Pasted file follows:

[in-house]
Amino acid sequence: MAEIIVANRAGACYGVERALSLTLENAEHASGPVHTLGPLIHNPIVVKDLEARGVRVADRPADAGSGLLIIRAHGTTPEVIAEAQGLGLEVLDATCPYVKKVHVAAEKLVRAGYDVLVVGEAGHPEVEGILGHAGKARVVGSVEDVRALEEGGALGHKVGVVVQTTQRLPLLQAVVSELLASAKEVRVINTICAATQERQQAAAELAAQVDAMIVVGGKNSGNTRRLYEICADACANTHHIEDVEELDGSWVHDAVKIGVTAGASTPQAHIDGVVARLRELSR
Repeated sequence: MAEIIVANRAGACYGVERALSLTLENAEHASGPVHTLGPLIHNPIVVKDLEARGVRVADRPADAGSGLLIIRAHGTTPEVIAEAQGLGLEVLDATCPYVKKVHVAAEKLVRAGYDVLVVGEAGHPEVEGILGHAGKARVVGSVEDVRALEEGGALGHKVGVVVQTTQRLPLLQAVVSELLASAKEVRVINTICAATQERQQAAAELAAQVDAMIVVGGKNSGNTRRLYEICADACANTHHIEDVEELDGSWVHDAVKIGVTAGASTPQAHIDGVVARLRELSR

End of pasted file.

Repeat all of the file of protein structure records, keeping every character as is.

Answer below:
[in-house]
Amino acid sequence: MAEIIVANRAGACYGVERALSLTLENAEHASGPVHTLGPLIHNPIVVKDLEARGVRVADRPADAGSGLLIIRAHGTTPEVIAEAQGLGLEVLDATCPYVKKVHVAAEKLVRAGYDVLVVGEAGHPEVEGILGHAGKARVVGSVEDVRALEEGGALGHKVGVVVQTTQRLPLLQAVVSELLASAKEVRVINTICAATQERQQAAAELAAQVDAMIVVGGKNSGNTRRLYEICADACANTHHIEDVEELDGSWVHDAVKIGVTAGASTPQAHIDGVVARLRELSR
Repeated sequence: MAEIIVANRAGACYGVERALSLTLENAEHASGPVHTLGPLIHNPIVVKDLEARGVRVADRPADAGSGLLIIRAHGTTPEVIAEAQGLGLEVLDATCPYVKKVHVAAEKLVRAGYDVLVVGEAGHPEVEGILGHAGKARVVGSVEDVRALEEGGALGHKVGVVVQTTQRLPLLQAVVSELLASAKEVRVINTICAATQERQQAAAELAAQVDAMIVVGGKNSGNTRRLYEICADACANTHHIEDVEELDGSWVHDAVKIGVTAGASTPQAHIDGVVARLRELSR